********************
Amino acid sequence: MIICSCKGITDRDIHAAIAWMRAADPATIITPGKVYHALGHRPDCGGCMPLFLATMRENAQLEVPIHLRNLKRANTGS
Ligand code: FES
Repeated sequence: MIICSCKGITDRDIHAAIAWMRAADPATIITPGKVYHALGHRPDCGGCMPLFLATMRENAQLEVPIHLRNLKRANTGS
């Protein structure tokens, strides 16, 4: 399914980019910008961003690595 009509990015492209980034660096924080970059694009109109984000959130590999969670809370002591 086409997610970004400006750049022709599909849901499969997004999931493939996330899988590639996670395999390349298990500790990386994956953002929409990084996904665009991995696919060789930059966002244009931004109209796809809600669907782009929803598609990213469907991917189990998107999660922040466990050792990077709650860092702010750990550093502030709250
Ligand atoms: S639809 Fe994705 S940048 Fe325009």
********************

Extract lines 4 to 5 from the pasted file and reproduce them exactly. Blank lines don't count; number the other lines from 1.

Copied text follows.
């Protein structure tokens, strides 16, 4: 399914980019910008961003690595 009509990015492209980034660096924080970059694009109109984000959130590999969670809370002591 086409997610970004400006750049022709599909849901499969997004999931493939996330899988590639996670395999390349298990500790990386994956953002929409990084996904665009991995696919060789930059966002244009931004109209796809809600669907782009929803598609990213469907991917189990998107999660922040466990050792990077709650860092702010750990550093502030709250
Ligand atoms: S639809 Fe994705 S940048 Fe325009």